I love the Tour de France, but 3:30 a.m. starts on the West Coast are beyond me (hell, who am I fooling, 9:30 a.m. starts are beyond me -- sleeping in is a big reason I became a sportswriter). So I tape the Tour segments each day and watch them at night, scrupulously avoiding any news of the Tour until my viewing.
So after looking forward for weeks to Stage 17 on L'Alpe-d'Huez -- the iconic route is the Yankee Stadium of cycling, if, that is, Yankee Stadium allowed its fans on the field and competitors were forced to weave through them a la Chris Chambliss -- I taped the six hours of the stage and then rode my bike to the Mariners game, secure in the knowledge that I would hear no mention of the Tour at a baseball game. Naturally, within minutes of sitting down, I looked up to the out-of-town scoreboard, where (for some reason that I can only assume was a personal assault) the scores were momentarily cleared for a news update that Carlos Sastre has won stage 17.
Thanks to doping scandals, the Tour that ended Sunday began more than three weeks ago without a single rider who had ever worn the yellow jersey in Paris. Last year's winner (Alberto Contador) and top American hopeful Levi Leipheimer (third place last year) were absent because their new team, Astana, was banned from the games because of previous doping scandals. And four riders were dropped during this year's Tour, including Stages 6 and 9 winner Riccardo Ricco, for positive tests.
The oh-so-subtle headline in one of my local papers read: "Carlos Sastre Wins Doping-Scarred Tour.''
Yet I don't feel this year's Tour was scarred. Now, last year's Tour -- when race leader Michael Rasmussen was forced out in one scandal while challenger Alexander Vinokourov was banned after a failed blood test -- that was scarred as badly as a burn victim. This year was not. If more athletes are caught doping in cycling than in other sports, it is in large part because the sport tests so strenuously. And the cheats aside, this year's Tour provided gripping moments and hope for the future.
Five riders began the L'Alpe-d'Huez stage within a minute of the lead. Among them were prerace favorite, Cadel Evans, who failed to become Australia's first Tour champ, finishing second overall again when he had too little left in his legs at the time trial (but he did have a cause, as some alert viewers noticed). Luxembourg's Frank Schleck wore the yellow jersey at the start of Stage 17 but it was his younger brother, Andy, who was the top young rider and showed such power in the mountains that he will be a favorite to win the Tour in future years. Then there was Sastre. Age 33 and in perhaps his final year as a serious contender, he broke away on the mountain to take the yellow jersey and held onto it with a career performance in the final time trial.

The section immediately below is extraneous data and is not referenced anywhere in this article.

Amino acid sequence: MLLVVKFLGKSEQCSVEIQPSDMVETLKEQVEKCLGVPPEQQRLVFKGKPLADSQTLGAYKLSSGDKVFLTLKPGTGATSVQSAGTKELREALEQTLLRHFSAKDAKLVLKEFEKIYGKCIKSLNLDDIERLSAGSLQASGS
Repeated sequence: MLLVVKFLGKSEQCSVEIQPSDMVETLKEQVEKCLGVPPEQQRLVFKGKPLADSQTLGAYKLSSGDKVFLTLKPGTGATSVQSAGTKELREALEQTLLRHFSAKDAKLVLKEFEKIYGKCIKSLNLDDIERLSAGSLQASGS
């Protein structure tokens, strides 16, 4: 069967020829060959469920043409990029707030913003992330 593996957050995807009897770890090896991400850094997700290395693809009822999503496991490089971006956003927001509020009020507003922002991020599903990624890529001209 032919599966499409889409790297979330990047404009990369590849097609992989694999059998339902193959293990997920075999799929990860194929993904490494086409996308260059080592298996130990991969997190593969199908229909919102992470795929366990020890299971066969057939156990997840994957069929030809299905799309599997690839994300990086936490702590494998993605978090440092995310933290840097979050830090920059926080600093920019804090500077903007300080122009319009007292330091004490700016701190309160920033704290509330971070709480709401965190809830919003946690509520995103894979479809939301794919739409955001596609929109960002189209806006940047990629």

For sheer thrills, though, it's hard to top South African John-Lee Augustyn, who led the Tour over the highest road in France a day earlier, only to misjudge a curve on the descent and go flying over a cliff. Fortunately he was unhurt, though his bike was lost far down the mountain. Unfortunately, the video has been taken down from YouTube (though Versus quite wisely showed it about 114 times).
Perhaps best of all, the Garmin-Chipotle team (aka Slipstream) -- an America-based team dedicated to riding clean with a very comprehensive, self-administered drug testing program -- performed far better than anyone expected. Maybe the worst days of doping are behind the sport. And the refreshing Christian Vande Velde rode well enough to fuel hope of an American win before finishing fifth and providing optimism for a U.S. victory next year.
The three weeks of the Tour went too quickly, and it's a long year before it resumes next July. As always, I'll miss my favorite broadcaster in all sports (non-ESPN division, of course), Bob Roll (aka Bobke). Bobke seemed a trifle restrained during the Tour -- did some corporate gnome order him to pronounce the Tour de France correctly? But the man who once described Lance Armstrong as "the eye of the hurricane and he's headed straight for the Jan Ullrich trailer park" came up with a classic ramble during Stage 19, when he called breakaways from the peloton a metaphor for life, likening them to difficulties faced by someone stepping outside the human tribe, with additional references to the primordial ooze.
Terry Bradshaw never says anything like that.
The Tour is over, and there is only one way to survive the 11 long months before the next Tour. I just ordered the 12-hour video of the 2003 Tour, which should last me a couple of weeks on the trainer. After that, I'm not sure what to do, though I hope I don't get so desperate that I rent "American Flyers" again.
Jim Caple is a senior writer for ESPN.com.